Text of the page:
The convergence of increasing urbanization and ubiquitous connectivity are making it possible for cities to become smart cities. They can take advantage of IoT sensor technology to lay the foundations for a sustainable, prosperous future.

More and more cities are reimagining their core services through the lens of IoT technology to make themselves more livable, workable, and sustainable.

Here are seven examples of the ways sensor technology and IoT are already beginning to improve efficiency and enhance the quality of life in smart cities, and will continue to do so as they are deployed more extensively.

1. Utilities

Water and electricity are critical resources that have to be managed and distributed efficiently.

The water distribution system – from the source to the faucet – can be enhanced with IoT sensors for monitoring. A leak in distribution pipes can be quickly detected with sensors that monitor pressures, flow rates, vibrations, and other key information. Reservoirs or other storage sites can be similarly monitored. Problems are quickly flagged, and in the case of smart systems, the water flow can be restricted or modified even without human intervention. In addition, sensors can monitor water quality and make sure the public is assured of safe and clean water.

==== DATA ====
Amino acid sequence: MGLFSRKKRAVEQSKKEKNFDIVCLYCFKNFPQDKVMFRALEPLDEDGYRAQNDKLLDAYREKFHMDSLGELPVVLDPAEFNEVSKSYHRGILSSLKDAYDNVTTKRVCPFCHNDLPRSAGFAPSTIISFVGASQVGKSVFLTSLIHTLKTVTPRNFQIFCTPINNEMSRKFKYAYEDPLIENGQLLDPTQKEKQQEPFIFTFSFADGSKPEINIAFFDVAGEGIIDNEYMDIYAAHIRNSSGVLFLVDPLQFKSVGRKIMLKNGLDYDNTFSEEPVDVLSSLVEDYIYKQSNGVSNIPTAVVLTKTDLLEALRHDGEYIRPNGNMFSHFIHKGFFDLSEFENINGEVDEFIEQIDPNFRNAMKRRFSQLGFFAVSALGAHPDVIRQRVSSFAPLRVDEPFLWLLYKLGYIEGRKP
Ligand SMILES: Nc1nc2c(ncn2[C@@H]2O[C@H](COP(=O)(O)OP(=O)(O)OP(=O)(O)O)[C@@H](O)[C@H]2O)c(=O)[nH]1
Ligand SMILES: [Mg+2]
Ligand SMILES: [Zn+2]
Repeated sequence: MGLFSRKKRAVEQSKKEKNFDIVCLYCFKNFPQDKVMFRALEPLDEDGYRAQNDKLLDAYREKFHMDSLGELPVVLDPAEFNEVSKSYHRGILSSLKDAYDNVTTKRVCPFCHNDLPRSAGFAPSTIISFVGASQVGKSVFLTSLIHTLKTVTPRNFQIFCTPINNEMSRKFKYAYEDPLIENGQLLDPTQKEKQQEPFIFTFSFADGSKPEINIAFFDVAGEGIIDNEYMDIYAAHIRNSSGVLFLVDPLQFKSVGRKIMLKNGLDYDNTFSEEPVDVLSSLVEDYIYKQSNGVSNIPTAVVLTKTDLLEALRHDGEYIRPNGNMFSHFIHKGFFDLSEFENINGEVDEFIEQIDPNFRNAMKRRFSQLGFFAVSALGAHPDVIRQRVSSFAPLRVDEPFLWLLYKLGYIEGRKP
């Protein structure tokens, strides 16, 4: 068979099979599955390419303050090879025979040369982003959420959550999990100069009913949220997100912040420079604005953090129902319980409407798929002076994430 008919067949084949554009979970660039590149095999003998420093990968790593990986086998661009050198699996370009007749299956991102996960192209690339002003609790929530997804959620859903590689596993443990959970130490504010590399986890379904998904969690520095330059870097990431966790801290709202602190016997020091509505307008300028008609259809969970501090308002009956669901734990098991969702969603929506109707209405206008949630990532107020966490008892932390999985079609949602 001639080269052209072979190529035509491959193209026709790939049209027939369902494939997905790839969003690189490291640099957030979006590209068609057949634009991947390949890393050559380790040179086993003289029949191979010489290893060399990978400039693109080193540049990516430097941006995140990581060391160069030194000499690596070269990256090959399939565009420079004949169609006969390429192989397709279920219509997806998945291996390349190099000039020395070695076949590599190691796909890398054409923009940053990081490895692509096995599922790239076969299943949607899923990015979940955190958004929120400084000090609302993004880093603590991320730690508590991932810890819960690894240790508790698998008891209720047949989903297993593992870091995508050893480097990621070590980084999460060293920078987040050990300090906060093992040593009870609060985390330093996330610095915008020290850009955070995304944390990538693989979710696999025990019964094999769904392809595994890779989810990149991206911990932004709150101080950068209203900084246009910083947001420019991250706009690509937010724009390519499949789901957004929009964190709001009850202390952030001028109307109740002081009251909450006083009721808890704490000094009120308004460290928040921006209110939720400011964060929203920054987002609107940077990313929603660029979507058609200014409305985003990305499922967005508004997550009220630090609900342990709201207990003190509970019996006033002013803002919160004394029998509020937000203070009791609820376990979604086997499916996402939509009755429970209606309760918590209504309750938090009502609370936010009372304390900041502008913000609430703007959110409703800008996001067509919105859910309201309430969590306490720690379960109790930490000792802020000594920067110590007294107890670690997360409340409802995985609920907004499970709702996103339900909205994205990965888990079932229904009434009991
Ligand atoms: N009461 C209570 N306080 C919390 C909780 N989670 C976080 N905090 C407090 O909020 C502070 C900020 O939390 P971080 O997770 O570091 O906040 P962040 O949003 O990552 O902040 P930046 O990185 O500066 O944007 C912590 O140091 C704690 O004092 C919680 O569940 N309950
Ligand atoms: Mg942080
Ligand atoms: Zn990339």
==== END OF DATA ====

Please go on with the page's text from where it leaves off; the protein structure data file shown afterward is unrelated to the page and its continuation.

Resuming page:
The increasing emphasis by municipal and other utilities on smart electric grids is already bringing great benefits to utilities and their customers: more efficient use of energy, moving generation points closer to customers to minimize power loss, and offering a variety of self-monitoring capabilities. Sensors can be deployed throughout the distribution network, at substations or along transmission lines, for instance, for monitoring performance and reliability.

2. Smart buildings and homes

Fostering sustainability and green living means making buildings and homes more efficient, especially since these structures consume a large portion of the electricity used in an urban area.

That’s especially the case with HVAC – heating/ventilating/air conditioning – systems. Monitoring the performance of these systems is key to reducing energy consumption. For example, monitoring individual rooms in homes or offices or floors in buildings and adjusting temperatures based on whether anyone is occupying those spaces at a given time can produce sizable savings. That is true with lighting as well.

Further use of smart meters and extensive use of sensors helps optimize usage, via three possible approaches. Distributed sensing involves placing a sensor on each appliance or other energy-consuming device, which ensures accurate data but can get expensive. With intermediate sensing, smart devices can be installed in a household circuit panel, to gain a reasonably detailed analysis of consumption. Single point sensing is the most basic, simply measuring the electricity entering a particular structure.